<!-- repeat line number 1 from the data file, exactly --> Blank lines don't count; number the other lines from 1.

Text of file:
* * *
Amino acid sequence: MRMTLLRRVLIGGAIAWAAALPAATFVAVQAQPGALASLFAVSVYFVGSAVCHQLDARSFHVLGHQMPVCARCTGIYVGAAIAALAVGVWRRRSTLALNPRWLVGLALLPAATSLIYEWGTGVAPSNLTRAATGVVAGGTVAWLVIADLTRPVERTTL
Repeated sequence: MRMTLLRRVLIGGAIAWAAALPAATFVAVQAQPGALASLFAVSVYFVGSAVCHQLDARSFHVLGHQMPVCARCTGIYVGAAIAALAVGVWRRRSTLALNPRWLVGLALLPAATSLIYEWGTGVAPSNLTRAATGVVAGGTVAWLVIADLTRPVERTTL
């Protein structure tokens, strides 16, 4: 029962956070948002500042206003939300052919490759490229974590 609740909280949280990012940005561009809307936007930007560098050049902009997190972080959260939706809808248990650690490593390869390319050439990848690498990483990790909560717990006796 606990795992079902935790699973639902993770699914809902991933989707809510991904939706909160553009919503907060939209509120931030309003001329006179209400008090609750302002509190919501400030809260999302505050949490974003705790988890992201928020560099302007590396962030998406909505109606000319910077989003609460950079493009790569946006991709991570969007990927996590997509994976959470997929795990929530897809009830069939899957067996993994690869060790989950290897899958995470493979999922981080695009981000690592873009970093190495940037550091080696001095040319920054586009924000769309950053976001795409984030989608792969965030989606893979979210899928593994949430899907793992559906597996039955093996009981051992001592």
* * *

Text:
Amino acid sequence: MRMTLLRRVLIGGAIAWAAALPAATFVAVQAQPGALASLFAVSVYFVGSAVCHQLDARSFHVLGHQMPVCARCTGIYVGAAIAALAVGVWRRRSTLALNPRWLVGLALLPAATSLIYEWGTGVAPSNLTRAATGVVAGGTVAWLVIADLTRPVERTTL